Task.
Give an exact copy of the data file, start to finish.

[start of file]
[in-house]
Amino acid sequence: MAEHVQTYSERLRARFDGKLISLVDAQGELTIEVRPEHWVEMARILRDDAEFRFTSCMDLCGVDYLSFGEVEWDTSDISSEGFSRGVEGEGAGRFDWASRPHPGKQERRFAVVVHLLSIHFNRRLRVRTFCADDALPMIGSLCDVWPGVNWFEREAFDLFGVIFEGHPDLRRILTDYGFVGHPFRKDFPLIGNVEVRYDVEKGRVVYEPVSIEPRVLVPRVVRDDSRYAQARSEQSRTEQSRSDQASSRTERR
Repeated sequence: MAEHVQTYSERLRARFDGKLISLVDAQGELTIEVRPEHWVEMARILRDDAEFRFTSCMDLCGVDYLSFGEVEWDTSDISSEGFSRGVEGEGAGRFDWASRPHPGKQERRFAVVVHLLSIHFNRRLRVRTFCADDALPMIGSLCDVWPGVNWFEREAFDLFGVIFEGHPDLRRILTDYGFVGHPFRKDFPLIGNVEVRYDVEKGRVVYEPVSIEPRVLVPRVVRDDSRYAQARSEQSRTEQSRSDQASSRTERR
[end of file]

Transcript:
[in-house]
Amino acid sequence: MAEHVQTYSERLRARFDGKLISLVDAQGELTIEVRPEHWVEMARILRDDAEFRFTSCMDLCGVDYLSFGEVEWDTSDISSEGFSRGVEGEGAGRFDWASRPHPGKQERRFAVVVHLLSIHFNRRLRVRTFCADDALPMIGSLCDVWPGVNWFEREAFDLFGVIFEGHPDLRRILTDYGFVGHPFRKDFPLIGNVEVRYDVEKGRVVYEPVSIEPRVLVPRVVRDDSRYAQARSEQSRTEQSRSDQASSRTERR
Repeated sequence: MAEHVQTYSERLRARFDGKLISLVDAQGELTIEVRPEHWVEMARILRDDAEFRFTSCMDLCGVDYLSFGEVEWDTSDISSEGFSRGVEGEGAGRFDWASRPHPGKQERRFAVVVHLLSIHFNRRLRVRTFCADDALPMIGSLCDVWPGVNWFEREAFDLFGVIFEGHPDLRRILTDYGFVGHPFRKDFPLIGNVEVRYDVEKGRVVYEPVSIEPRVLVPRVVRDDSRYAQARSEQSRTEQSRSDQASSRTERR